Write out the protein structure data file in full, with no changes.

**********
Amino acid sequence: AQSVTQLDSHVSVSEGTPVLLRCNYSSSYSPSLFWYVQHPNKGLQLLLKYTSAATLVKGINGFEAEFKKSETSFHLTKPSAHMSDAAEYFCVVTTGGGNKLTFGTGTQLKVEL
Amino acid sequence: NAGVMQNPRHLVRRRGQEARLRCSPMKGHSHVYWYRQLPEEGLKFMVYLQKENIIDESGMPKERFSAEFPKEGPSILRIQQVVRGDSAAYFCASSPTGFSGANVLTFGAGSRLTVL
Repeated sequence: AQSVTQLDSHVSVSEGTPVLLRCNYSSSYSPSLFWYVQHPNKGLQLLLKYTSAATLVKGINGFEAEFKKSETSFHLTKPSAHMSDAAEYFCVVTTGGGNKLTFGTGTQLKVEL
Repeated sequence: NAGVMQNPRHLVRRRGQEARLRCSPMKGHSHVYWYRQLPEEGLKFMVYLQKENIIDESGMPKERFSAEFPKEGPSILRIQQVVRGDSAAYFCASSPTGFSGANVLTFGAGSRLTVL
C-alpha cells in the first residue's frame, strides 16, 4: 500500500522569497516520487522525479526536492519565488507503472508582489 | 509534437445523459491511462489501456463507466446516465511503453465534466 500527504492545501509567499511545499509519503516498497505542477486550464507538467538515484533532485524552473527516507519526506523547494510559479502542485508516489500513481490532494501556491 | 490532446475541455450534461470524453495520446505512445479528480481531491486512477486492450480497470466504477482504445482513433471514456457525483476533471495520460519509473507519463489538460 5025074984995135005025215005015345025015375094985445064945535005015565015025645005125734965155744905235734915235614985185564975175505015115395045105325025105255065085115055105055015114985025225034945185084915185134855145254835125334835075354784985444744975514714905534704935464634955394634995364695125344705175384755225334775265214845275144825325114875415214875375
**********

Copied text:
Amino acid sequence: AQSVTQLDSHVSVSEGTPVLLRCNYSSSYSPSLFWYVQHPNKGLQLLLKYTSAATLVKGINGFEAEFKKSETSFHLTKPSAHMSDAAEYFCVVTTGGGNKLTFGTGTQLKVEL
Amino acid sequence: NAGVMQNPRHLVRRRGQEARLRCSPMKGHSHVYWYRQLPEEGLKFMVYLQKENIIDESGMPKERFSAEFPKEGPSILRIQQVVRGDSAAYFCASSPTGFSGANVLTFGAGSRLTVL
Repeated sequence: AQSVTQLDSHVSVSEGTPVLLRCNYSSSYSPSLFWYVQHPNKGLQLLLKYTSAATLVKGINGFEAEFKKSETSFHLTKPSAHMSDAAEYFCVVTTGGGNKLTFGTGTQLKVEL
Repeated sequence: NAGVMQNPRHLVRRRGQEARLRCSPMKGHSHVYWYRQLPEEGLKFMVYLQKENIIDESGMPKERFSAEFPKEGPSILRIQQVVRGDSAAYFCASSPTGFSGANVLTFGAGSRLTVL
C-alpha cells in the first residue's frame, strides 16, 4: 500500500522569497516520487522525479526536492519565488507503472508582489 | 509534437445523459491511462489501456463507466446516465511503453465534466 500527504492545501509567499511545499509519503516498497505542477486550464507538467538515484533532485524552473527516507519526506523547494510559479502542485508516489500513481490532494501556491 | 490532446475541455450534461470524453495520446505512445479528480481531491486512477486492450480497470466504477482504445482513433471514456457525483476533471495520460519509473507519463489538460 5025074984995135005025215005015345025015375094985445064945535005015565015025645005125734965155744905235734915235614985185564975175505015115395045105325025105255065085115055105055015114985025225034945185084915185134855145254835125334835075354784985444744975514714905534704935464634955394634995364695125344705175384755225334775265214845275144825325114875415214875375